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U-20 WWC evokes memories of 2002 for Canada

Erin McLeod and Christine Sinclair were part of Canada's 2002 U-19 World Championship runners-up squad. (Photo: Canada Soccer)

Erin McLeod and Christine Sinclair were part of Canada’s 2002 U-19 World Championship runners-up squad. (Photo: Canada Soccer)

The U-20 Women’s World Cup in Canada that is currently taking place has an interesting history that helped to change the perception of women’s soccer and spur a new generation of players that has taken Canada to levels unfathomable in the late 1990s.

Canada, the 2014 U-20 World Cup host, is the first nation to hold the event twice. It certainly serves as a dry run function before next year’s full FIFA Women’s World Cup, as it did for Germany in 2010, but to Canadians the tournament means much more. The first time that Canada hosted was in 2002 and it became a seminal moment for the women’s game in the country.

The tournament then was a U-19 World Championship held at the end of the summer after the men’s World Cup in Japan/Korea. There were very few expectations on that first event—seemingly more like a small version of a Dallas Cup or Gothia Cup (Sweden) youth event. The CSA used only three venues in British Colombia (Vancouver and Victoria) and Alberta (Edmonton).

However, the two-week-long event became a unifying story nationally and increased the national awareness of the women’s game exponentially. Canada won five games to make their first world championship game in soccer at any level, men’s or women’s. The final was held in Edmonton’s Commonwealth Stadium—a venue which is also being used this summer, and where Canada will play its quarterfinal match on Saturday vs. Germany—before a sold-out crowd of 47,784 fans, while another 900,000 watched on television, the largest audience ever on cable sports network TSN at that time.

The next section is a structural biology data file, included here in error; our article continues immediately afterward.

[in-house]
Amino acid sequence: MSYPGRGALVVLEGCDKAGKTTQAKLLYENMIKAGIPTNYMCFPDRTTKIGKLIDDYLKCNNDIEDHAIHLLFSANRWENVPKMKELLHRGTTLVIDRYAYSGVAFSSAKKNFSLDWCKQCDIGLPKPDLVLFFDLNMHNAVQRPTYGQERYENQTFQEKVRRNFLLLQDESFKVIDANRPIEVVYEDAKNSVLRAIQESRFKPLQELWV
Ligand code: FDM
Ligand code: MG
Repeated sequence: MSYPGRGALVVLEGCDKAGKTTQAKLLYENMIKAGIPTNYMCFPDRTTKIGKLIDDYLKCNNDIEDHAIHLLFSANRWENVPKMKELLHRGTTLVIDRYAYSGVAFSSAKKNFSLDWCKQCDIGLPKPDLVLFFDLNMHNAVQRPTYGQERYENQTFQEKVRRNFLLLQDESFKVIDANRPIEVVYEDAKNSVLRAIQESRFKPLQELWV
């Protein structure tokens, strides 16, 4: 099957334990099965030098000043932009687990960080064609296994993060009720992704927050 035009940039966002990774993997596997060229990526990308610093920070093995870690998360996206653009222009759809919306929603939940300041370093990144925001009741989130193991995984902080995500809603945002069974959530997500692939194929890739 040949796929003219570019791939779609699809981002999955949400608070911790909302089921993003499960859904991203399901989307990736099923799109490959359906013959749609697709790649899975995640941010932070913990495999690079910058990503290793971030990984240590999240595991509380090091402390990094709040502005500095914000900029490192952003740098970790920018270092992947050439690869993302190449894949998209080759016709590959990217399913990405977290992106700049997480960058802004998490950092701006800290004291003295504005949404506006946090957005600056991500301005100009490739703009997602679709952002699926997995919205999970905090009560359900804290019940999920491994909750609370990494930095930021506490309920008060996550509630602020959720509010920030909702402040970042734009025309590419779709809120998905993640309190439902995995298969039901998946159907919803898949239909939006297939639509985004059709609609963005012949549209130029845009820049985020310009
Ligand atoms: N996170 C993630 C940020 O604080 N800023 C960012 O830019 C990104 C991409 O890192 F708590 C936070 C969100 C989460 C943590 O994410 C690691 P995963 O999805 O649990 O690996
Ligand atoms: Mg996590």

The rapture displayed by Edmonton’s fans was particularly shocking since the city had hosted a disastrous men’s national team exhibition tournament in 1999 with small crowds, the losses from which forced the CSA to severely cut back its spending that year. TSN announcer Gerry Dotson, opening the broadcast of the FIFA U-19 tournament final while the camera panned over the packed stadium exclaimed, “This thing has transcended sport across the country. It is more than just a game today; this is an event culturally, socially, of course a sporting event. It also is a watershed mark perhaps in the sport of soccer in this country. Things will never be the same, I dare say.” FIFA President Sepp Blatter succinctly labeled the tournament The Miracle of Canada.

[MORE: Complete coverage of the U-20 Women’s World Cup  |  Quarterfinal match-ups]

The U.S. defeated the home side 1-0 in extra time, a U.S. team that included current professionals Heather O’Reilly (Boston Breakers), Rachel Van Hollebeke (nee Buehler with Portland Thorns), Lori Chalupny (Chicago Red Stars), Ashlyn Harris (Washington Spirit) and Sarah Huffman (Portland Thorns) in the squad.